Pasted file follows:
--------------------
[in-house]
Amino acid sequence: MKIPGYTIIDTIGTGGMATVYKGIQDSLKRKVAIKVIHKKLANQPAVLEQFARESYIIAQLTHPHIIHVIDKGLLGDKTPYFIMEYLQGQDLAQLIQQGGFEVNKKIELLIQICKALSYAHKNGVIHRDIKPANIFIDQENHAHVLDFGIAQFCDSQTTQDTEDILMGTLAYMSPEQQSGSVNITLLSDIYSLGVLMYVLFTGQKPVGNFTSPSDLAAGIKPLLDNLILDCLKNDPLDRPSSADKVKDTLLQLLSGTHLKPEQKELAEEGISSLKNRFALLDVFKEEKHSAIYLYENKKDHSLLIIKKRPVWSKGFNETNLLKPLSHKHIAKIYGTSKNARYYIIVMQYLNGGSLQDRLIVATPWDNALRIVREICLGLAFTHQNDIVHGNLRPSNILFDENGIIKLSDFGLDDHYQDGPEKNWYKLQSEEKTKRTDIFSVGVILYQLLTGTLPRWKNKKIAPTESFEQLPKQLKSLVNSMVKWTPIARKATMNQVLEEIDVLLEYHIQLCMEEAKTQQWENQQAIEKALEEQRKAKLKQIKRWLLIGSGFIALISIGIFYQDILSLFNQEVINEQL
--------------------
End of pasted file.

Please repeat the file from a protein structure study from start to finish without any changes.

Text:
[in-house]
Amino acid sequence: MKIPGYTIIDTIGTGGMATVYKGIQDSLKRKVAIKVIHKKLANQPAVLEQFARESYIIAQLTHPHIIHVIDKGLLGDKTPYFIMEYLQGQDLAQLIQQGGFEVNKKIELLIQICKALSYAHKNGVIHRDIKPANIFIDQENHAHVLDFGIAQFCDSQTTQDTEDILMGTLAYMSPEQQSGSVNITLLSDIYSLGVLMYVLFTGQKPVGNFTSPSDLAAGIKPLLDNLILDCLKNDPLDRPSSADKVKDTLLQLLSGTHLKPEQKELAEEGISSLKNRFALLDVFKEEKHSAIYLYENKKDHSLLIIKKRPVWSKGFNETNLLKPLSHKHIAKIYGTSKNARYYIIVMQYLNGGSLQDRLIVATPWDNALRIVREICLGLAFTHQNDIVHGNLRPSNILFDENGIIKLSDFGLDDHYQDGPEKNWYKLQSEEKTKRTDIFSVGVILYQLLTGTLPRWKNKKIAPTESFEQLPKQLKSLVNSMVKWTPIARKATMNQVLEEIDVLLEYHIQLCMEEAKTQQWENQQAIEKALEEQRKAKLKQIKRWLLIGSGFIALISIGIFYQDILSLFNQEVINEQL